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Tue, Sept. 17

Democratic hypocrisy threatens our security

Presidential candidates have been shamelessly pandering to a strong streak of anti-war pacifism in the Democratic Party's political base over the past year. But have months of political attacks by the anti-war Democrats achieved any gains for their party in this election cycle? True, Sens. John Kerry of Massachusetts and Joseph Lieberman of Connecticut, and Rep. Richard Gephardt of Missouri, have tried to stake out tougher national security credentials and, indeed, voted for Congress's Iraq war resolution. But now even they have been catering to the anti-war cries of their party's liberal grassroots activists, who have catapulted former Vermont Gov. Howard Dean to the head of the pack.

Dean says he is now "convinced more than ever" that the war was a mistake and has expressed what the public has interpreted as his doubts about whether the Iraqis are better off with Saddam Hussein removed from power.

Doubt that they're better off? Tens of thousands of Iraqis and Kurds whose family members were imprisoned, slaughtered and dumped into mass graves would disagree.

Desperately trying to play catch-up to Dean in New Hampshire, Kerry has been backpedaling on his own war vote, saying that he only wanted to "threaten the use of force," not actually go to war right away. He wanted to give Hussein more time to comply with the U.N. resolution, which demanded that he give up his weapons of mass destruction. (Yeah, and give him more time to secretly destroy or bury his weapons and help the terrorists who were encamped in northern Iraq under his protection.)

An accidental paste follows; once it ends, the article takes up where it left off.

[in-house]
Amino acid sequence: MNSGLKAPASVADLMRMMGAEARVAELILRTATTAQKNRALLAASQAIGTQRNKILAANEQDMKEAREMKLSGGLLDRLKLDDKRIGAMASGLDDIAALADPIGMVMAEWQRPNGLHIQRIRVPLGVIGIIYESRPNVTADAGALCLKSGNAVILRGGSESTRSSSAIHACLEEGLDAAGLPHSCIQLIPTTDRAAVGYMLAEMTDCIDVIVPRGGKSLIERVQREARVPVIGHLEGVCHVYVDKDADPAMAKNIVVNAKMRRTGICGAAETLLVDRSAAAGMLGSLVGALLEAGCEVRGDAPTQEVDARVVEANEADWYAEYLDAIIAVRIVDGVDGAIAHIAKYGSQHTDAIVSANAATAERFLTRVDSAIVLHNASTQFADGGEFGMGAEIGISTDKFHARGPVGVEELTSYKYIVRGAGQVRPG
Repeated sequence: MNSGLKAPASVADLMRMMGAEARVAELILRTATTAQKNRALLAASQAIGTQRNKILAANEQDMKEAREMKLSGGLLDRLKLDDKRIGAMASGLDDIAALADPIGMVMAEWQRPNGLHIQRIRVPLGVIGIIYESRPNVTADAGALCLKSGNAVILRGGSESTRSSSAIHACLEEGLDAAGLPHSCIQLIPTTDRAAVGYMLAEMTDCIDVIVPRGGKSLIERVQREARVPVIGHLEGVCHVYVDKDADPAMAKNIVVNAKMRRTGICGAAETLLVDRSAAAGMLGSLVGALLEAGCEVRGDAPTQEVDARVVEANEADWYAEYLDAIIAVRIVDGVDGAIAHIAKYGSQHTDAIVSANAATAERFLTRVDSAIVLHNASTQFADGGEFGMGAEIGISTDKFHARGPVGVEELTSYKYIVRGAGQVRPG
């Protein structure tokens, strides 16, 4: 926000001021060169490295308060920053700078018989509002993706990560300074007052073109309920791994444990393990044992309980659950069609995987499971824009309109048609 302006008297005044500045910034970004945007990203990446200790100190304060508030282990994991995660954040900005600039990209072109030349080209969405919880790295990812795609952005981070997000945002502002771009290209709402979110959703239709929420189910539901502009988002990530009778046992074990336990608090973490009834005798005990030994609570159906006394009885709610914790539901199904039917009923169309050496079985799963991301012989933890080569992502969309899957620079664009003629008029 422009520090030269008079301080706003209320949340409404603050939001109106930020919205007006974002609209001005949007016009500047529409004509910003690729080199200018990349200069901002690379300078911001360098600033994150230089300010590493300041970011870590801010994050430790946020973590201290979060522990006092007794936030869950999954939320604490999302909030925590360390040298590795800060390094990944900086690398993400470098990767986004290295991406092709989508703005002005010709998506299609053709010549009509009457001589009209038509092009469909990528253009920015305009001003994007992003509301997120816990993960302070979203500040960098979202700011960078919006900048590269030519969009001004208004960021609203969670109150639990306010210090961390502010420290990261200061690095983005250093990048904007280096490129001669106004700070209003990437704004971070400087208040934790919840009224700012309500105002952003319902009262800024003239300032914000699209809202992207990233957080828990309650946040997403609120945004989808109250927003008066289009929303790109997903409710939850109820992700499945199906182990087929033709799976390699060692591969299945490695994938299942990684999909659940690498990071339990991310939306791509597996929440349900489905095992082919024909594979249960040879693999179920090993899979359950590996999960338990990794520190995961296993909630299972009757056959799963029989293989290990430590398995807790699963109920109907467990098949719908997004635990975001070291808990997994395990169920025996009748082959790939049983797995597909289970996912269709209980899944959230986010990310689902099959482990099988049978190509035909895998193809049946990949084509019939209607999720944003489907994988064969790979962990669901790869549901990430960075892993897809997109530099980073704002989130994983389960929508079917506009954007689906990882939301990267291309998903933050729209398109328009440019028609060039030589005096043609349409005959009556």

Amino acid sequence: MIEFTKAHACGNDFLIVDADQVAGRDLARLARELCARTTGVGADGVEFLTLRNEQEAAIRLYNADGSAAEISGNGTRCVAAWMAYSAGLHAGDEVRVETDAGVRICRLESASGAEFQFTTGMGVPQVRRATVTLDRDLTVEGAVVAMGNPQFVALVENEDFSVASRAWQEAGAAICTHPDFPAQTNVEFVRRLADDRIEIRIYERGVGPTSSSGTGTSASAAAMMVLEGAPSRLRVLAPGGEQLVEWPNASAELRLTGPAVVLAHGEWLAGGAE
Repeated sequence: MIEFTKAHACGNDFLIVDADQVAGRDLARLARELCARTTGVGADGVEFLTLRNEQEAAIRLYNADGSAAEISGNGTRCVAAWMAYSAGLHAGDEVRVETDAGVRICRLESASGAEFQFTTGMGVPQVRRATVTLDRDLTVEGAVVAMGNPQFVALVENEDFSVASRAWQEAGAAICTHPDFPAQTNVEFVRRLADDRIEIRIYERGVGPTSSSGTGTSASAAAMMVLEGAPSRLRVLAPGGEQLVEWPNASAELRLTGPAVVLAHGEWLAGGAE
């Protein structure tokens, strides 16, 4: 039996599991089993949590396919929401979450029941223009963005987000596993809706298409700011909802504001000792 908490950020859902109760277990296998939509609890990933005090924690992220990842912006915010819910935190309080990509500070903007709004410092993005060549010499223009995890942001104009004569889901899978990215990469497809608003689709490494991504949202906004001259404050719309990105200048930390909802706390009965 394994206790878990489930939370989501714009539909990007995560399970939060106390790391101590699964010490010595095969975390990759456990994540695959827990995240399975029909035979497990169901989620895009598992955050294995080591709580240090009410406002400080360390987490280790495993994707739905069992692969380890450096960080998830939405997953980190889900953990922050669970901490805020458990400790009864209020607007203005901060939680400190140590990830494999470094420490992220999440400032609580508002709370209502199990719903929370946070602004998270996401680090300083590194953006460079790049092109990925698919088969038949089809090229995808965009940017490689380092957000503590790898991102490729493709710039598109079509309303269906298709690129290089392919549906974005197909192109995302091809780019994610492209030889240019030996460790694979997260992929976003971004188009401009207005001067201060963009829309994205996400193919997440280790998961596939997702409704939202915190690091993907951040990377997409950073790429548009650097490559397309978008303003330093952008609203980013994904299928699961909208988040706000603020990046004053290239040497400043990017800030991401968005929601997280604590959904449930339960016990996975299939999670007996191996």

Then there's retired Gen. Wesley Clark, who some Dems saw as that party's savior. Clark once praised President Bush's military policies, but now says he "would never have voted for war. The war was unnecessary, it was an elective war, and it's been a huge, strategic mistake for this country."

The other candidates have been similarly bashing Bush's doctrine of taking military action against terrorist-harboring countries to eliminate the threat they pose to the U.S. Incredibly, they say that such a policy is a destabilizing action that actually makes us less safe. "It's going to cause some serious trouble down the line," says Dean.

Not from Afghanistan or Iraq. They're not going to threaten anyone anymore.

An ABC News/Washington Post poll found last week that after weighing all the costs to the United States, 54 percent of Americans still say that "the war with Iraq was worth fighting," while 44 percent said it was not.

When the voters go to the polls next year, one of the key issues they will have to consider is whose policies will keep America safer from the terrorist threat. The policy that says the best defense is a good offense? Or the policy that says let's keep debating this in the United Nations, let's put them in charge, or, as Kerry proposes, "threaten them" but don't "rush into war."

That's a pretty easy, secure choice.

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